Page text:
Templeton.org is in English. Only a few pages are translated into other languages.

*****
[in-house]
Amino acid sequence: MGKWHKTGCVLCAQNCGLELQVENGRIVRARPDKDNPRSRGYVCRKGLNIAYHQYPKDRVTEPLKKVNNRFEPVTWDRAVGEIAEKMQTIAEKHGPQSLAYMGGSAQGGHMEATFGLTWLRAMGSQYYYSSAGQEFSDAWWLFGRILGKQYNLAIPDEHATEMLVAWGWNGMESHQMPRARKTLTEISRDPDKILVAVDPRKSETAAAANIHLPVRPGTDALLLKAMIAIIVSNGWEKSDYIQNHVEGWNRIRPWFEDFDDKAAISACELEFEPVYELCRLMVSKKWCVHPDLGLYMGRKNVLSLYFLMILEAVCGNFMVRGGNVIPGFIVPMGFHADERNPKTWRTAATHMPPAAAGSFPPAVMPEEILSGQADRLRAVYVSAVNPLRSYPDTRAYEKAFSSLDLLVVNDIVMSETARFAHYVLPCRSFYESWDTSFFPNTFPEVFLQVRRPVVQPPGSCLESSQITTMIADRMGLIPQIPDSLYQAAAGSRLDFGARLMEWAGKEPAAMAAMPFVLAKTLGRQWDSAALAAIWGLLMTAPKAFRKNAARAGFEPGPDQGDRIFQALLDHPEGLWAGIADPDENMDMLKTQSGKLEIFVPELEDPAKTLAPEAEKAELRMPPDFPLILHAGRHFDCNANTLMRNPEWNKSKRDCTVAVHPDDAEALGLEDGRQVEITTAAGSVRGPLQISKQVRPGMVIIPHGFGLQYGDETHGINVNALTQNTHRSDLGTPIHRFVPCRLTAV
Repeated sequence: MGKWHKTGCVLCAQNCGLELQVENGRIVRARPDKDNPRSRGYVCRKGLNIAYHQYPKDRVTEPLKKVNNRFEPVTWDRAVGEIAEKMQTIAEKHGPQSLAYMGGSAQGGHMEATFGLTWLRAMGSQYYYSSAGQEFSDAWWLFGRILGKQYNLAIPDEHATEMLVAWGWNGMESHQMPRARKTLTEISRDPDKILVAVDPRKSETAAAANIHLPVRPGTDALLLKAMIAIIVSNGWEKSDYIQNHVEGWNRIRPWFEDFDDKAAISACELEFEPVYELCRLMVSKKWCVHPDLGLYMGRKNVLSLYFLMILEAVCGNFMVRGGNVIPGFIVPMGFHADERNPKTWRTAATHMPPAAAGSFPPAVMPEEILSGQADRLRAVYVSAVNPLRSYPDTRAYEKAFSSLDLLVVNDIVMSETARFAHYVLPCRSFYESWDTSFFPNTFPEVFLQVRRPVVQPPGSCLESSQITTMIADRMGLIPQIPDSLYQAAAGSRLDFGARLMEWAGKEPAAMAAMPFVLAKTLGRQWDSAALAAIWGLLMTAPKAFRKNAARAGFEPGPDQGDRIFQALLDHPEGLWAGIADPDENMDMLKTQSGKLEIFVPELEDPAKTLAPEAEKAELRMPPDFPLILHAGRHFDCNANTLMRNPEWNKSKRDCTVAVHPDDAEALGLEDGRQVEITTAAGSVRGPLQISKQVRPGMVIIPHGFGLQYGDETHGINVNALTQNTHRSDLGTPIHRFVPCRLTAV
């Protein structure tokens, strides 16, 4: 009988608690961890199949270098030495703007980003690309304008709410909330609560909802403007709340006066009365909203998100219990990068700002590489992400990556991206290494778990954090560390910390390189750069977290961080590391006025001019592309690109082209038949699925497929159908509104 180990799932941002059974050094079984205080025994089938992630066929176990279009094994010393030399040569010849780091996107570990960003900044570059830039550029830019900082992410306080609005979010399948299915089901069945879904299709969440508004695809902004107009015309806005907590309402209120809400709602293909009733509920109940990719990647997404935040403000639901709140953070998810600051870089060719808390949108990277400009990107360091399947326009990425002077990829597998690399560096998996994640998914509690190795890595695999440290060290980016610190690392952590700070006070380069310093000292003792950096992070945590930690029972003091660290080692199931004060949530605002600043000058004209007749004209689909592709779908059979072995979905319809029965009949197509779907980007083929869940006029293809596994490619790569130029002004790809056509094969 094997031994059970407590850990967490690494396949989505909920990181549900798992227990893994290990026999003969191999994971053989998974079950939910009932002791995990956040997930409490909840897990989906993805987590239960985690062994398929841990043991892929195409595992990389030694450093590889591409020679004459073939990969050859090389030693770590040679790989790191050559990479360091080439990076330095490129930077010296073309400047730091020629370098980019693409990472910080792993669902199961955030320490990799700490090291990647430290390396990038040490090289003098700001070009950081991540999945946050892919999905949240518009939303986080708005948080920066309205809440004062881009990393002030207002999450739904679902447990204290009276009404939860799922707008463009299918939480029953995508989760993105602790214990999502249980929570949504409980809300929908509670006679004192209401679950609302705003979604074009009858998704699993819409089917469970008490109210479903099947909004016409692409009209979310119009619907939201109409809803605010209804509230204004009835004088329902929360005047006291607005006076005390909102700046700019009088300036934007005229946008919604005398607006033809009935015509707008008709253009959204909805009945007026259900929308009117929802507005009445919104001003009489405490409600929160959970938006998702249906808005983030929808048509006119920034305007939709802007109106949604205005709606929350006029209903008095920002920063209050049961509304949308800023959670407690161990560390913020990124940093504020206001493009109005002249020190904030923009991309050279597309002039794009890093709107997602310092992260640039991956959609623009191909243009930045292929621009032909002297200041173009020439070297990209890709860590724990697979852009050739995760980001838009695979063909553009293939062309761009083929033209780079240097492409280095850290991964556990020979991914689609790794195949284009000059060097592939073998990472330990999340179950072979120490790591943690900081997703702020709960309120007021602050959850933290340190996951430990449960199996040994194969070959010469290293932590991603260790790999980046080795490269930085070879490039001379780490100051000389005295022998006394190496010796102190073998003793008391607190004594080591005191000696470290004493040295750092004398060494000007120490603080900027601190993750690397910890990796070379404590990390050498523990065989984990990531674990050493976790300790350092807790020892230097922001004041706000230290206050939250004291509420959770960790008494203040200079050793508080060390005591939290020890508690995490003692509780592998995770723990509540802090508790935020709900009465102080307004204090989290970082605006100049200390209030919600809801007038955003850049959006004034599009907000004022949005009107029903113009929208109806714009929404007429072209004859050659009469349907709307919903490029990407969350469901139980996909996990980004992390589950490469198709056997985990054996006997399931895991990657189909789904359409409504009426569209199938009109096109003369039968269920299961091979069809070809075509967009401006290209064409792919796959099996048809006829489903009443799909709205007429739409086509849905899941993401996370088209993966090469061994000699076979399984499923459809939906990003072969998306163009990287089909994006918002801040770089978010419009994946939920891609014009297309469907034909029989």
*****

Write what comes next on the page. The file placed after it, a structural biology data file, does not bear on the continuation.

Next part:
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You read about a chemistry experiment in which a clear liquid becomes red, defying the predictions of your scientific theory. Does this demand explanation? You read about an event in which Jesus turns water into wine, challenging your assumptions about the natural world. Does this demand explanation? The “Need for Explanation” (NFE) can be compelling, but it is also highly selective: we do not feel compelled to explain most observations most of the time. And in some cases, it seems acceptable to respond to an explanation request by declaring the answer a mystery. (Perhaps it is appropriate to declare the transformation of water into wine a mystery, but not the outcome of the scientific experiment.) What is it about some observations that demands explanation? Does seeking explanations under precisely these circumstances satisfy a particular epistemic (or non-epistemic) aim? And do the observations that trigger NFE, or the aims served in doing so, differ across scientific and religious domains? Through a series of empirical studies and theoretical analyses, we will explore these questions with the aim of developing both descriptive and normative accounts of NFE and of the acceptability of mysteries. This work will build on past work on curiosity and explanation within psychology, as well as formal and theoretical work on explanation and religious belief within philosophy of science and formal epistemology. Our ultimate goal is to achieve a better understanding of human curiosity and the drive to explain as impulses that help us flourish in a complex world. In addition, by understanding whether and how NFE and mystery acceptability (MA) differ across scientific and religious domains, we can paint a more accurate picture of how our epistemic aims and attitudes differ across these domains, with implications for how to negotiate the relationship between science and religion.